Defamation / Reputation
Hlynsdottir v. Iceland (no. 2)
Closed Expands Expression
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The European Court of Human Rights considered a claim by two lawyers that the Polish courts failed to protect their rights to respect for their private life and reputation by refusing to grant an order against a newspaper for the removal of an article from its website, damages and for publication of a written apology. The lawyers sought such an order two years after they successfully sued the same newspaper for the same article in their print edition. The European Court of Human Rights found no violation of the lawyers’ rights as the Polish courts struck a proper balance between the right to freedom of expression and the right to respect for private life and reputation, with particular regard being had to the view that it is not for the courts to remove from the public domain all traces of publications.
Two journalists from a daily newspaper, Rzeczpospolita, published an article in print and online alleging that two named lawyers were involved in questionable business dealings with a number of Polish politicians. The article specifically stated that the lawyers unlawfully gained substantial benefits at the expense of the public in their capacity as liquidators of State-owned companies. Subsequent to this publication, the two lawyers brought a defamation claim against the journalists before the Warsaw Regional Court for publishing the article in the print version of their newspaper.
In May 2002, the Warsaw Regional Court found the journalists liable for having failed to take necessary steps to verify the allegations contained in the print article, and ordered the journalists and the editor-in-chief to jointly pay PLN 30,000 to a charity and to publish an apology in the printed newspaper.
Subsequently, in July 2004, the same lawyers brought another defamation lawsuit against the newspaper after having found out that the impugned article remained accessible on the newspaper’s website, and that it was also easily retrieved on the Google search engine. They argued that the article’s continued presence on the Internet had breached their rights in the same way as the article in the print newspaper had. The lawyers sought further damages, as well as an order requiring the journalists to take down the article from the newspaper’s website and to publish a written apology for their rights having been breached by the article’s continued presence on the Internet.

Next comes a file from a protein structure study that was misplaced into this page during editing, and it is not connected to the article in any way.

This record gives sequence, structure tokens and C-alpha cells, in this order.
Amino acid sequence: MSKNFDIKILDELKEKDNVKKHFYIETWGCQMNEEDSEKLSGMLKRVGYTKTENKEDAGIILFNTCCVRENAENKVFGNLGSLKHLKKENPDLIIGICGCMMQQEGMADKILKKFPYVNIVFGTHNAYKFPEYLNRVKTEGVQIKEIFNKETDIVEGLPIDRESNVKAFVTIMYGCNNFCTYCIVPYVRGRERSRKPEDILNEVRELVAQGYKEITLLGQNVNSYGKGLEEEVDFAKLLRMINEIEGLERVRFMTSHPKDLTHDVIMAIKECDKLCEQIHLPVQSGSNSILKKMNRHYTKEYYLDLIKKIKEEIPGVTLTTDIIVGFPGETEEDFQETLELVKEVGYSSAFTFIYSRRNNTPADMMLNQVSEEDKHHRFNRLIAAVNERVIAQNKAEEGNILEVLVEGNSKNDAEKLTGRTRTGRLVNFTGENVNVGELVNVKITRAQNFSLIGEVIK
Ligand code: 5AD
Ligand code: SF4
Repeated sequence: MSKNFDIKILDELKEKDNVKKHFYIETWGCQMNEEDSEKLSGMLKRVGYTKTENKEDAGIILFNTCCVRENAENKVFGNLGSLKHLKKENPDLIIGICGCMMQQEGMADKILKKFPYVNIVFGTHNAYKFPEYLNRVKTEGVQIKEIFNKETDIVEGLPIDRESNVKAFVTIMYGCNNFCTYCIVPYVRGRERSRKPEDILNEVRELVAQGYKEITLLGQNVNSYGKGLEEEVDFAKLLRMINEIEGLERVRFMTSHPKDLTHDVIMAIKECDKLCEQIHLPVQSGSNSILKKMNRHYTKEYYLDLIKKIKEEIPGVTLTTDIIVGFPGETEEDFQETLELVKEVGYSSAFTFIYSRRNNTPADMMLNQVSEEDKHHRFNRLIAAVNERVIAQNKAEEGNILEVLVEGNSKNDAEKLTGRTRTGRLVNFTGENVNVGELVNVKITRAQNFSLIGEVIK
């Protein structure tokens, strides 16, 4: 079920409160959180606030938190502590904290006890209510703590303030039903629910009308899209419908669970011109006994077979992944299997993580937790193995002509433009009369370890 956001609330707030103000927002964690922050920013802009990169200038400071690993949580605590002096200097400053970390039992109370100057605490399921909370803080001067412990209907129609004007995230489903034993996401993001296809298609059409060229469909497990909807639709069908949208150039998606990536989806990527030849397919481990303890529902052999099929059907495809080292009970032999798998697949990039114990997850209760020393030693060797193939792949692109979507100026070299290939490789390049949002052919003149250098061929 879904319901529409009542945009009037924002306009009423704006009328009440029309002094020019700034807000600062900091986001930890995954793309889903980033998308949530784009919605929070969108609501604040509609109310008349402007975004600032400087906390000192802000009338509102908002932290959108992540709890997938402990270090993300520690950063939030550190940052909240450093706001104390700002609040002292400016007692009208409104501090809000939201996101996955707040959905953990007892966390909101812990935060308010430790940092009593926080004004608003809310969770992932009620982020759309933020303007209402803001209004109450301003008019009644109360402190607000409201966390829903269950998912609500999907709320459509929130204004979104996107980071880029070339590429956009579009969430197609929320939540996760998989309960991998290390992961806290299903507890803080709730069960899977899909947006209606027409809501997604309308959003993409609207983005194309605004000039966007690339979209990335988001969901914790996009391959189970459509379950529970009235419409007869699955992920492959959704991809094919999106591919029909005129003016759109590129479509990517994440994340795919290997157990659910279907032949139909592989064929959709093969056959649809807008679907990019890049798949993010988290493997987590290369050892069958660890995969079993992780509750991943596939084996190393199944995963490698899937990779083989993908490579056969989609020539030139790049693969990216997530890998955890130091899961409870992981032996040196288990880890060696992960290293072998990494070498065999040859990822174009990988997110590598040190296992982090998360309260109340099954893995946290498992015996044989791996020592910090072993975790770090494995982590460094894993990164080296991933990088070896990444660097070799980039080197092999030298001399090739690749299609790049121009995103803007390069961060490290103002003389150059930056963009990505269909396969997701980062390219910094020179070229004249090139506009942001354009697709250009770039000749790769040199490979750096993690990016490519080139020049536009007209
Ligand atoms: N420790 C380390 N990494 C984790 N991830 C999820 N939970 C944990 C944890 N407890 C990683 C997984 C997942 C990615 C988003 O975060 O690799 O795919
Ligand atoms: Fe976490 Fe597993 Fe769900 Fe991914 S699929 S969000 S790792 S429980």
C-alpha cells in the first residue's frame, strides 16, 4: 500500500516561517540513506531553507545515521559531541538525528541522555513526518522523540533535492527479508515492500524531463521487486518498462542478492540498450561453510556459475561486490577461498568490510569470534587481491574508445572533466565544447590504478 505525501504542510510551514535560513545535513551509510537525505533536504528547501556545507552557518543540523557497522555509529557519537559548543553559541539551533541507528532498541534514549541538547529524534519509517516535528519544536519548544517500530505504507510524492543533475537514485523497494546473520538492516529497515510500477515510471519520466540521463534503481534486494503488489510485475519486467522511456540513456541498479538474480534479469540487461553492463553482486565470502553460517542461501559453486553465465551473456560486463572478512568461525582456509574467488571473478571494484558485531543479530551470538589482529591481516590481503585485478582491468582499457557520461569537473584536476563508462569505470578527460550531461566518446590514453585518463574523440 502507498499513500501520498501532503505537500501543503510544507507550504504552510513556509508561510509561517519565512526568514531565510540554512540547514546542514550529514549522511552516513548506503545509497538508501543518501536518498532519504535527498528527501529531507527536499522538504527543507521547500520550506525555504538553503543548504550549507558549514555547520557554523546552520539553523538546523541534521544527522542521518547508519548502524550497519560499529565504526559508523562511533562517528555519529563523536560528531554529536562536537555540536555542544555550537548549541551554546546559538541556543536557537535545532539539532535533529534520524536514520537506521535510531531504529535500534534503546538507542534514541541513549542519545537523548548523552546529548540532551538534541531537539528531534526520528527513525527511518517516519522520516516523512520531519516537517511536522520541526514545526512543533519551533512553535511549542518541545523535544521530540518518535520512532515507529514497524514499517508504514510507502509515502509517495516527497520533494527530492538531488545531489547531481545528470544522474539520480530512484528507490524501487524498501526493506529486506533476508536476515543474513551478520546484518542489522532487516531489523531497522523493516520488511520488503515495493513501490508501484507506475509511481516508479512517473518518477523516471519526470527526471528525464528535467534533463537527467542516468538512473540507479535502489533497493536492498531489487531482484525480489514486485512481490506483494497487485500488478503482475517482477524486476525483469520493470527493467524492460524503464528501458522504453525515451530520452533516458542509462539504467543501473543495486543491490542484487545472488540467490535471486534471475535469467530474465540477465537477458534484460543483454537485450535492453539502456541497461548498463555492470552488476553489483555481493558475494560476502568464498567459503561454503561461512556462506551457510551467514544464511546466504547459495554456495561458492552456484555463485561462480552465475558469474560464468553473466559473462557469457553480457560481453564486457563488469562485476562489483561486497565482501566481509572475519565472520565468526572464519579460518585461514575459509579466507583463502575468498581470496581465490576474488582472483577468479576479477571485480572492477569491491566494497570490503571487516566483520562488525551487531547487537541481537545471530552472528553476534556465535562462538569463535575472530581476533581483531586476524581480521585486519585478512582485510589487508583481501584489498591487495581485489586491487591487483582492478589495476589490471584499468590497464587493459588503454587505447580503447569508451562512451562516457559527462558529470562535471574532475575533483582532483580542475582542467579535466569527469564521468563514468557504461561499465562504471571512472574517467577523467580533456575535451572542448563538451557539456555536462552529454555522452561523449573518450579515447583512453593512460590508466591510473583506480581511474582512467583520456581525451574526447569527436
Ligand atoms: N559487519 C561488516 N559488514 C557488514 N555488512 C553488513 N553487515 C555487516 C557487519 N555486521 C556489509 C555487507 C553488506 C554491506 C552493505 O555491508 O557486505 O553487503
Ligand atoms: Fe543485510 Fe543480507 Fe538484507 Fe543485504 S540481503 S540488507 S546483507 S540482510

The Warsaw Regional Court refused the remedies sought by the lawyers, stating that the removal of the article lacked any practical purpose and would amount to censorship and rewriting history. The Regional Court noted that the lawyers had already received an apology and compensation for the article, and that the court would have been more open to a request for a remedy of a footnote or link on the online article that informed the reader of the first instance judgment. Subsequently, in July 2006, the Warsaw Court of Appeal dismissed the lawyers’ appeal, holding that they could not lodge a new claim based on factual circumstances which had already existed prior to the judgment in the first proceedings. One of the lawyers subsequently filed a cassation appeal before the Supreme Court, which was also dismissed.
Both lawyers filed an application to the European Court of Human Rights, alleging that the dismissal of the civil claim relating to the online article violated their rights to respect for their private life and reputation under Article 8 of the Convention.
The lawyers argued before the European Court of Human Rights (Court) that the continued presence of the defamatory article on the newspaper’s website violated their right to respect for their private life and reputation, and that the domestic courts failed to apply the law in such a way as to afford them effective protection of this right. The Government of Poland, on the other hand, submitted that the damage caused by the article had effectively been redressed by the outcome of the first proceedings. It further contended that, because the online publication of the article took place simultaneously to the print version, the article’s continued presence after the first set of proceedings could not give rise to a separate claim. The government also stated that a ruling in favor of the lawyers would create a chilling effect on the press by allowing anyone to bring an action whenever contested material is found online, regardless of the date on which the material had been originally published on the relevant website.